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Tips for teaching DS about money(10 Posts)
I've just helped to create this infographic about how to help teach children about the value of money. Hopefully, other parents will find it useful and it's certainly got me thinking about my DS (7) and his attitude to money (not great - still asks if I can buy him anything and everything when we're shopping).
I'd really like your feedback on it – assuming you can find the time, of course... What do you think? Is there anything on there that you've tried, or do you have any other useful tips?
I've gained loads of useful tips on all sorts of parenting stuff on MN, from helping my DS sleep through when he was a baby to how to get through homework without arguments (which we still haven't managed). Hopefully this might give something back!
I think it's great, especially section 3 - I love the idea of engaging children (in a limited way) with the family budget, making decisions like comic today vs chocolate biscuit each day after school, and assessing the relative values of a 500g pack of pasta and a 1kg pack.
But I must admit that I'm not a massive fan of pocket money for kids. I was brought up on more of a procurement system, and the only times I handled money before i was in my teens were the £1 per week I put into my school savings account.
I'm sure there are pros and cons to both systems, and I'm sure that spending habits are fixed when you're quite young. My husband was brought up on pocket money and cash gifts from family: he spreadsheets his finances to the last degree, whereas I don't even know my bank balance to the nearest £100. I am much more analytical about every spend (do I need more shampoo, or do I just like the look of this one? And so on), whereas he fancies something, spreadsheet allows it, he spends. I'm the one who has money left at the end of the month to put into savings, but I'm also more anxious than him when it comes to spending big money on holidays or household maintenance.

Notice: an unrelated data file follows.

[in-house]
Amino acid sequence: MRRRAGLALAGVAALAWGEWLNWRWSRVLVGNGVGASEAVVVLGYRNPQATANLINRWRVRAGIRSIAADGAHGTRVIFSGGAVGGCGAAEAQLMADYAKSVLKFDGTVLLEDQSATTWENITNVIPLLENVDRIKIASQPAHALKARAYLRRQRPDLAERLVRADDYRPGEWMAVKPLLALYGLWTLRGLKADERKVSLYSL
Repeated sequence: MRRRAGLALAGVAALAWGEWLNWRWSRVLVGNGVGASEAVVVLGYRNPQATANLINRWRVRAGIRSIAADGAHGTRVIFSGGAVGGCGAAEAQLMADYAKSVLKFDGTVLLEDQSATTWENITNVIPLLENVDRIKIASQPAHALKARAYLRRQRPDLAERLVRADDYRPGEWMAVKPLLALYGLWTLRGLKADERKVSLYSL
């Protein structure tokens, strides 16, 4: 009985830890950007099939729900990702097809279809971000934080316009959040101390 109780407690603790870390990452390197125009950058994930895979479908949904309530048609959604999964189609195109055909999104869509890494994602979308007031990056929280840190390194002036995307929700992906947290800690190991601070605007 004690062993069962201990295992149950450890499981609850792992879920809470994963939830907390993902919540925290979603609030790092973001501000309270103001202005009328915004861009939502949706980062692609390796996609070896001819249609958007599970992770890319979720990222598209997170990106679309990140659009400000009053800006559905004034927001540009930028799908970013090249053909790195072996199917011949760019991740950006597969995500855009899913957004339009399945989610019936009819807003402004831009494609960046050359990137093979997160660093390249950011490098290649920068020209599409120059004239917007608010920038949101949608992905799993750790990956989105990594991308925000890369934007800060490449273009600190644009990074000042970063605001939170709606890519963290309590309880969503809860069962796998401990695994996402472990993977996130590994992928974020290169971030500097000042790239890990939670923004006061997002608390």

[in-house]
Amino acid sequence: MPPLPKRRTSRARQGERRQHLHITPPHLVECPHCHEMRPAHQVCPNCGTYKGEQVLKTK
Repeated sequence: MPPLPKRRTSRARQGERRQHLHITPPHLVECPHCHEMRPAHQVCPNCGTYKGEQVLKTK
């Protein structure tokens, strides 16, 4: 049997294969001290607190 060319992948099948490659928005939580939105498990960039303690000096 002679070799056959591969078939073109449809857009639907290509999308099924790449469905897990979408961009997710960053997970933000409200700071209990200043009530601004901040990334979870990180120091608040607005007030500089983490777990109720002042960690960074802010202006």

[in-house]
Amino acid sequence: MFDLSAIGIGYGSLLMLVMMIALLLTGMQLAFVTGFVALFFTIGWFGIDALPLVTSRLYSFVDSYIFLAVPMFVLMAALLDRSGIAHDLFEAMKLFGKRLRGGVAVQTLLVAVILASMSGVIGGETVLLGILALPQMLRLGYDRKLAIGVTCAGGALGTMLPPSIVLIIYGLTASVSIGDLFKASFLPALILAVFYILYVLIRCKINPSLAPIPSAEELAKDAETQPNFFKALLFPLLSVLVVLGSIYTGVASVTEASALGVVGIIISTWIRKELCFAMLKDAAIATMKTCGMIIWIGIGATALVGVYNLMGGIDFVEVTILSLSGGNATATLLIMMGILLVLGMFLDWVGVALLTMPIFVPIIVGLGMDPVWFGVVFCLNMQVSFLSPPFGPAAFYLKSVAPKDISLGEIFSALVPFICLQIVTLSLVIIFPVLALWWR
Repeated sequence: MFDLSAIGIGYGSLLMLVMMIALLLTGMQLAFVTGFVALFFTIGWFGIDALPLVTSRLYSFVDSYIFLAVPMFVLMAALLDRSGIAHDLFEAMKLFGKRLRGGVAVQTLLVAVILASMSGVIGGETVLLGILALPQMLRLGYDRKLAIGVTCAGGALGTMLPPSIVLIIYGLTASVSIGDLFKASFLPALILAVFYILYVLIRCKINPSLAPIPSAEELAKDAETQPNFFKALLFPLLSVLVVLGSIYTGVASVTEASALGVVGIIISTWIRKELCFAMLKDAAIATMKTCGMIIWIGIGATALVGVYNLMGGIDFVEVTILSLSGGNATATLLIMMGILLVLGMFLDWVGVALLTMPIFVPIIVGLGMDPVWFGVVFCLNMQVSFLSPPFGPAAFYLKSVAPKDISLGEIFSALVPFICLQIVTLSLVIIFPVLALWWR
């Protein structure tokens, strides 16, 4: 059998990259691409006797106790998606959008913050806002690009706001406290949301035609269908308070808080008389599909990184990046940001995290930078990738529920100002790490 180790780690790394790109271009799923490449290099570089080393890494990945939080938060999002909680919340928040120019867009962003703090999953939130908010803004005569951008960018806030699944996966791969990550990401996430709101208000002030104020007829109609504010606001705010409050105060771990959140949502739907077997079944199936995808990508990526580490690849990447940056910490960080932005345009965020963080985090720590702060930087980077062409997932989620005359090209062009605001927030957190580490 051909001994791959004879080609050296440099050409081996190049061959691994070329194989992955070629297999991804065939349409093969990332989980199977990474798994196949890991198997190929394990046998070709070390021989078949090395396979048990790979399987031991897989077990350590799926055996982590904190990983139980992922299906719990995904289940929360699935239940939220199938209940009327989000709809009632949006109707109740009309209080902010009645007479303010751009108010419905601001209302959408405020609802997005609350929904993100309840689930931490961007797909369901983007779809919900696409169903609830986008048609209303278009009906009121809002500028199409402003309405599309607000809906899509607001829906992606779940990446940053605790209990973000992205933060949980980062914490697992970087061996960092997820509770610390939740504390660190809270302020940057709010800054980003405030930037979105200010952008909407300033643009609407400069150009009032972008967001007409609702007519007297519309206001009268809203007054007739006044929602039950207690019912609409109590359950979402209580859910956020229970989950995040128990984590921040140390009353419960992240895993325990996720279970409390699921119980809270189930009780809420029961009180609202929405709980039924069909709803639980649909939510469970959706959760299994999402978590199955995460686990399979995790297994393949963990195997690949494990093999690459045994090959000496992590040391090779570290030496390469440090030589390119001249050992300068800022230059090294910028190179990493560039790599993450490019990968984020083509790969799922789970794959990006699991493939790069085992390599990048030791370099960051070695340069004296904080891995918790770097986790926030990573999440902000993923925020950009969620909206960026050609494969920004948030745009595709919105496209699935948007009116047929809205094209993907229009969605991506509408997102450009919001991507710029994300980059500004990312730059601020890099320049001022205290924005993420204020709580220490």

Thanks BrownSauceSandwich, that's good to know. Really interesting to hear your thoughts on pocket money, it's something I'm debating at the moment with DS in addition to working on the infographic. I think he'd appreciate things more if he was having to pay for them himself, and prioritise what he wants to spend money on, but is 7 too young to be doing that?
I do think that the point made by the infographic, that it's better for your kids to earn money than simply be given it every week, is very true.
It's interesting to hear about your spending habits - it sounds like you and your husband have got a good balance between you! Like you, I tend to agonise over any slightly indulgent purchase. And very interesting that you're the one with money to put into savings.
thanks I liked it very much -it's laid out very well and concise.
i will definately be using it. I liked sections 1 and 4 best.
earning money-my son (14)has a paper round and it really clicked with him straight away about the money/work ethic.
he has learned that if he gets up early does his round= money to spend at weekends.
he has really impressed us how sensible he has been about spending it and he saves about half without any interference from us
at half term he spent the whole weeks money and we discussed it and we all agreed that when he was on holiday he could treat himself a bit more. invaluable life lessons.